Woody Internship – Taft Museum of Art – Blog 3

Hello again from the Taft Museum of Art. Another week has flown by, and I’ve been busy continuing my research, meeting with the leadership of different departments, and exploring Cincinnati.

As far as research goes, I’m still deep in the weeds of historical periodicals. I’ve been using the Readex database America’s Historical Newspapers to find articles about Nicholas Longworth and David Sinton, two of the owners of the Baum-Longworth-Sinton-Taft House. Considering Longworth was America’s most famous winemaker during his lifetime, I now know quite a bit more about nineteenth century winemaking than I did before. Regarding Sinton, I learned that he was a very charitable man and also that he made an ill-advised investment in something called the “Aerated Bread Company” in 1884. Aerating bread was apparently a food fad in the second half of the 1800s. Unfortunately for David Sinton, it didn’t seem to catch on in Cincinnati.

Outside of researching, I’ve been meeting with the leadership of the different teams at the Taft to understand the responsibilities of each department and how they function within the institution. So far, I’ve met with Lindsey NeCamp, the Vice President of Philanthropy and Deputy Director of External Affairs; Lynne Ambrosini, the Deputy Director and the Sallie Robinson Wadsworth Chief Curator; and Beth Siler, and Vice President of Philanthropy and Deputy Director of External Affairs. Today, I’m meeting again with the Chief Curator, Lynne. We’re doing a “back-of-house” tour to see the collections and storage facilities of the museum. I am very excited.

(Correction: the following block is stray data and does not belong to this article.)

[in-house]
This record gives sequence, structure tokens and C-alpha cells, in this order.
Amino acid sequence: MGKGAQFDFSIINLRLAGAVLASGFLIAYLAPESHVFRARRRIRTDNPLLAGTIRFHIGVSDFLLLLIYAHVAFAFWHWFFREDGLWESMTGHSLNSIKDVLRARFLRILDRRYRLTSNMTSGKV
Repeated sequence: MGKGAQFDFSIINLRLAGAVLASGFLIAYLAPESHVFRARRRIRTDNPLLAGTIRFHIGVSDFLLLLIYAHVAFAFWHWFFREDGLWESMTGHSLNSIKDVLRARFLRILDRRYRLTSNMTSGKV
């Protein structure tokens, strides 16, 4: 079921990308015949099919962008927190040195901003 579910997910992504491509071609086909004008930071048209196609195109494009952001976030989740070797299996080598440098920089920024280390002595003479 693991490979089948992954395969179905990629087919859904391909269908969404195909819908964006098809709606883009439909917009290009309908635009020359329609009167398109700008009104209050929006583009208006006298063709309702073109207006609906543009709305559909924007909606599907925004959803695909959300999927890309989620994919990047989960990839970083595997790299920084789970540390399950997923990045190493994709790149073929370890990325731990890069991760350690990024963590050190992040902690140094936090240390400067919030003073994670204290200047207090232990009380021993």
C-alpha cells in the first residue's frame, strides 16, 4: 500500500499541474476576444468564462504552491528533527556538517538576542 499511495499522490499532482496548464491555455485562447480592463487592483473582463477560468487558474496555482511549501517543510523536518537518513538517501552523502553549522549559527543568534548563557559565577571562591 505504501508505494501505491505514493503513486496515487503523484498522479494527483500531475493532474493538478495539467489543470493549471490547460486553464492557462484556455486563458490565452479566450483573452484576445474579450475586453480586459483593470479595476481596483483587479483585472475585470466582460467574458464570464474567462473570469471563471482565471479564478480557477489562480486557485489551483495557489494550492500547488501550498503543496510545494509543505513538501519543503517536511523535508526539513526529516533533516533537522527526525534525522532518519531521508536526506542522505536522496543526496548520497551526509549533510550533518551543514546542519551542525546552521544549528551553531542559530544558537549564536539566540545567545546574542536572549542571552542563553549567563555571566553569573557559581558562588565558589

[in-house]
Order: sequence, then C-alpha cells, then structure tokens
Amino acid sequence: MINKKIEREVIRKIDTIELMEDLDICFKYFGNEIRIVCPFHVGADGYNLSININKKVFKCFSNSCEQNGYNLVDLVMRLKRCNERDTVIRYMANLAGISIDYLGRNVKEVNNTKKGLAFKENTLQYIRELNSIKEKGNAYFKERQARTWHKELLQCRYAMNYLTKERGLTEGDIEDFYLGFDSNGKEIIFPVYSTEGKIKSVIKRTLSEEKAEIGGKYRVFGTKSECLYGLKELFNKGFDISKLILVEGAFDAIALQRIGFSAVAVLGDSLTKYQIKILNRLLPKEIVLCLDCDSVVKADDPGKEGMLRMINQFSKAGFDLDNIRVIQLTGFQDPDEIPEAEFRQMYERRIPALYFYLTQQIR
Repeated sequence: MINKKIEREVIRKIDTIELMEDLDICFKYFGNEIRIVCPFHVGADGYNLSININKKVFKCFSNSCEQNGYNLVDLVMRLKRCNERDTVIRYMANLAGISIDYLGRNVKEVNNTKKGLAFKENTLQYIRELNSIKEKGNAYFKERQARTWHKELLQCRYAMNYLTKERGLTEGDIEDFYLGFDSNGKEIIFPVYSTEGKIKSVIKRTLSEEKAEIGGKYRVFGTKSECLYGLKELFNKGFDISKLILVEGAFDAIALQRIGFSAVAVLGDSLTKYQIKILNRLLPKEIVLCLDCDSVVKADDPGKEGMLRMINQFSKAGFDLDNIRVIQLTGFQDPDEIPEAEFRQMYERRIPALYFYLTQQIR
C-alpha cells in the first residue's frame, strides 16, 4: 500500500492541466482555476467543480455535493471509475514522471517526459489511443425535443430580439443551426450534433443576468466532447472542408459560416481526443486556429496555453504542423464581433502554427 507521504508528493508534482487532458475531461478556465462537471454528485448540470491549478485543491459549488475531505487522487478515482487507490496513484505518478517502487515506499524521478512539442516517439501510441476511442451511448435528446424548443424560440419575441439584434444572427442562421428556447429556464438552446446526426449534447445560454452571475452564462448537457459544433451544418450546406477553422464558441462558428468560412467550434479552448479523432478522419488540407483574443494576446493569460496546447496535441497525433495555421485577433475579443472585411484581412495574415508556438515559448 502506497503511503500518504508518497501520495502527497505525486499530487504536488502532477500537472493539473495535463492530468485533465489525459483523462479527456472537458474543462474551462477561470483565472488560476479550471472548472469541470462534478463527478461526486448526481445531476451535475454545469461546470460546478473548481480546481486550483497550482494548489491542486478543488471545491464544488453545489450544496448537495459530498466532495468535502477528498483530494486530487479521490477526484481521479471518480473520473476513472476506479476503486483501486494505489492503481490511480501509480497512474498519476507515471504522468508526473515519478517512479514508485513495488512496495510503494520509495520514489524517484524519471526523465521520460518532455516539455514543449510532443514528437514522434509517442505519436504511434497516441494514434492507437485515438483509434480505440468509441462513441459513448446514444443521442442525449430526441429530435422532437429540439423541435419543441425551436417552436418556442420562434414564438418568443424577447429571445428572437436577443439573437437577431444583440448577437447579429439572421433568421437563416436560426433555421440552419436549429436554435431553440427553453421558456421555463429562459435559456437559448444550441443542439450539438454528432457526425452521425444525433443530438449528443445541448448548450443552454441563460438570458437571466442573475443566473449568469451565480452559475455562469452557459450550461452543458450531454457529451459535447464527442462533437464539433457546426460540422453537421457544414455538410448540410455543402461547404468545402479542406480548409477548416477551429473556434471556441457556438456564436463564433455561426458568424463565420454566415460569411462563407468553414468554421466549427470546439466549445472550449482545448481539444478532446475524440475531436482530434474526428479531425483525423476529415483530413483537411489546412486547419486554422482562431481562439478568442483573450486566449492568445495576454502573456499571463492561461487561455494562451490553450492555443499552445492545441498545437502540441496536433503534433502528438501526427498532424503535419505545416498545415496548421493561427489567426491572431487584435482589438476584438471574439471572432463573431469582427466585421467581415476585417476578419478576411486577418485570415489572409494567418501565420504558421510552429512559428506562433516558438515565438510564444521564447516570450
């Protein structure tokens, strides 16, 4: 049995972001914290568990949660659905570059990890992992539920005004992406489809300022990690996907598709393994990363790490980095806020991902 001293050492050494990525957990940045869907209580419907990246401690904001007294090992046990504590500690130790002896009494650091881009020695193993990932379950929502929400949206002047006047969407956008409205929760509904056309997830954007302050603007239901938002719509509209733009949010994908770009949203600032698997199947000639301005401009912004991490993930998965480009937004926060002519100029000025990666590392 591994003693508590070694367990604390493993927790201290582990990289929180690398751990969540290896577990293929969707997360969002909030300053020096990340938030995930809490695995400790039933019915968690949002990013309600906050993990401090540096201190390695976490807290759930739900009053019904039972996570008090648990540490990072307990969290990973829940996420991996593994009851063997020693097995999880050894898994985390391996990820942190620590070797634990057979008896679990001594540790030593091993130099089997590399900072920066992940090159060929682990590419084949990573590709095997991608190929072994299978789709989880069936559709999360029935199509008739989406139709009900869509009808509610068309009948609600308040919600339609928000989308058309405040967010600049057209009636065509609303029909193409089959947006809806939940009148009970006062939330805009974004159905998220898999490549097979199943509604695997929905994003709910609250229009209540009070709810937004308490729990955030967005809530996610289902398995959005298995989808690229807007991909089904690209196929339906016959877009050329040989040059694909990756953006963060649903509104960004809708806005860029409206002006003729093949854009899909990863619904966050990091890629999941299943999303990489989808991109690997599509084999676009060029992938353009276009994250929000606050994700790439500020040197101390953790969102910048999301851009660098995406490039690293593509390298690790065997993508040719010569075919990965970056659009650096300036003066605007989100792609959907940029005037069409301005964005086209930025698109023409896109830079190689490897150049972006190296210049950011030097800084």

Additionally, the couple that funds the Woody Internship program, Carol and Robert Woody, visited the Taft a little over a week ago. We had lunch at the museum café and talked about the work I’ve been doing so far my internship. It was lovely to catch up with the Woodys and welcome them to the Taft this summer.

This is the second week in a row I've included ice cream in my blog posts. I really love ice cream, I don't know what else to say!

This is the second week in a row I’ve included ice cream in my blog posts. I love ice cream. I don’t know what else to say. 

Other than research and meetings, I’ve explored the Cincinnati area in my free time. Last week, I finally (finally!) went to Graeter’s, an iconic ice cream chain based in the city. It’s “French Pot ice cream,” and it really is as good as I was told it would be. I got the double chocolate — if it’s not chocolate, it’s not worth it — and it was delicious.

I also visited the American Sign Museum this weekend. I read about it on Atlas Obscura before I arrived in Cincinnati, and I’d been meaning to check it out. It’s a warehouse full of retired American signs, complete with a faux “Main Street” full of neon and old advertisements. I’m fascinated by roadside curiosities and vintage Americana, so this was right up my alley. Plus, it’s given me content for a week of Instagram posts (I have priorities). After going to the sign museum, I checked out Jungle Jim’s International Market in Fairfield. It’s a shopping mall-sized international food store, recommended to me by my coworkers. As I texted my mom, “I don’t think my brain can process the size of the cheese selection here.” It was totally overwhelming, but I managed to keep my shopping cart to only a few items, which I consider to be an achievement. 

So far, all is well in Cincinnati. I’ll be back next week with more updates on my time as the Woody intern at the Taft!

Another sign from the American Sign Museum: one of the many iconic "Rock City" roadside advertisements from the mid-1900s. If you read American Gods, you know what I'm talking about,

Another sign from the American Sign Museum: one of the many iconic “Rock City” roadside advertisements from the mid-1900s. If you love American Gods like I do, you know what I’m talking about.

Jungle Jim's is truly wild: while in their seafood section, I looked up and realized there was a maritime tableau over my head. It's actually quite reminiscent of my coastal hometown.

Jungle Jim’s is truly wild: while in their seafood section, I looked up and realized there was a maritime tableau over my head. It’s actually quite reminiscent of my hometown in Delaware.

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